First up is a guy who know what I’m talkin’ about, Justin Frye and his noise rock band, PC Worship, are headlining– never mind that Frye spent last week going at it with a slew of other guitarists at Glenn Branca’s Symphonies (which, by the way was pure insanity).

They’re trailed closely by Martin Bisi (yes, that Martin Bisi– the Swans, Sonic Youth, John Zorn producer) whose own recordings, Bisi writes, continue a “history of sonic excess and layering, which can be ambient and disorienting.” I’d prefer to describe his sound as a prog-psych fusion headed by a chimera that’s one part Phish, two parts Zappa. Bisi’s also had a hand in producing Dead Waves, who will bestow their tortured industrial noise upon willing ears in attendance at the show.

Alyse Lamb’s (Eula) newer, more experimental band (complete with sax!), Parlor Walls, are freakin’ relentless in their bill appearances right now– and if you haven’t had a chance to check em out just yet, get to it. If that wasn’t enough B+B band worship for you, our pals in Prima (who’s track, “Samba” off their forthcoming EP we premiered back in April) will also make an appearance.

So by now, your music lobe might be pummeled into the next century, but there’s more, a hell of a lot more in fact. Ritual Humor is set to open following the release of their new album, In the Forests of the Night, which legit just dropped on Saturday and combines sci-fi soundscapes with bluesy guitars backed by counterintuitively mathy drums and almost new wave vocals. We’re gonna have to ruminate on this new one a bit, but seeing them live is the perfect chance to do it. Get there early– these guys are the openers.



(Flyer via Grand Victory)

(Flyer via Grand Victory)

Murder Junkies, Spewing Cum, Vandalizer
Wednesday May 25, 7 pm at the Grand Victory: $12
I can’t promise that this show will be redeeming musically, but I can promise that it’ll at least be an interesting people-watching session, if not an all-out cultural extravaganza (depending on what your idea of “culture” is).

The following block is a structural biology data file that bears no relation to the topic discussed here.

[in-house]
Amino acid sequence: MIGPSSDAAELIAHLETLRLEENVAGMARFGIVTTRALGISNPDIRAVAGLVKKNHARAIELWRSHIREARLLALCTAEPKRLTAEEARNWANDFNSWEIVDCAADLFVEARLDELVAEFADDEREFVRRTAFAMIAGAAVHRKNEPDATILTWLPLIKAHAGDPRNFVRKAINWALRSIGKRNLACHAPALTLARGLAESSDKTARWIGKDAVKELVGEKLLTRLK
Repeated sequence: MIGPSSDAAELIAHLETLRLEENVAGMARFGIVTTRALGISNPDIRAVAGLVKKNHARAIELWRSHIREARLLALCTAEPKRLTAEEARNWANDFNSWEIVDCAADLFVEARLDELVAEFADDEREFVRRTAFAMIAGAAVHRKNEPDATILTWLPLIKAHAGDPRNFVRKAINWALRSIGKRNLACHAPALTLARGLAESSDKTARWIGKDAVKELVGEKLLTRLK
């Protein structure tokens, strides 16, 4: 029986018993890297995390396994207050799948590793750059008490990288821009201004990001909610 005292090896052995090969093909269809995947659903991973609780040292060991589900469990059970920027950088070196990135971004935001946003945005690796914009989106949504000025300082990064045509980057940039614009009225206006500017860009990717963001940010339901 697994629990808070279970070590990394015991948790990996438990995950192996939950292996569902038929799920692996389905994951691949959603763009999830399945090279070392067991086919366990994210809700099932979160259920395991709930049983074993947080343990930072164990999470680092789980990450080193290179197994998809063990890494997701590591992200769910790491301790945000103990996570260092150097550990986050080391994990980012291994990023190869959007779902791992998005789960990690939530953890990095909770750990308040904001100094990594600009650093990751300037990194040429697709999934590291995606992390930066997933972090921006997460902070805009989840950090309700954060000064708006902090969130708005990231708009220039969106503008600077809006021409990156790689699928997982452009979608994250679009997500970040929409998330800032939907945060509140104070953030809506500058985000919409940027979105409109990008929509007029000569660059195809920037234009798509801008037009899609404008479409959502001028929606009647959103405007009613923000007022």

The Murder Junkies, of course, were GG Allin’s final band (following The Scumfucs, The AIDS Brigade, and a trail of others), and probably the most lionized of the bunch, seeing as they starred alongside GG in the documentary, Hated–which serves as the introduction to the most-rotten of all punk figures for most people who can’t remember 1993 at all (the year of GG’s last show), and for those of us who wouldn’t have been allowed anywhere near a GG Allin show at the tender age of 5 anyway.

GG may have earned his angels’ wings and left this life soaring on the back of a white pegasus straight toward heaven (oof, I can hear him rolling around in his grave, smashing poop on his face, thanks to this image), but the Murder Junkies have remained on earth, lurking somewhere in cigarette-ash littered apartments throughout the East Village. And while 1993 may have been the last time that “the band” (which might be better described as a buncha heathens who were especially adept at play-slapping instruments around to the worst of their abilities and making plenty of room for GG to writhe around, puke on the floor, and piss himself) played with GG, they’ve continued to play shows wherever they can manage since.

However– and I get the feeling that this has happened more than once– the Murder Junkies claim they’re embarking on their “last tour ever,” aka the “25th Year Anniversary Fuck Off & Die 2016 Farewell Tour” and are calling it quits as soon as it wraps. And their show at the Grand Victory is apparently their last in all of New York City. Could it be? You know where I’ll be this Wednesday.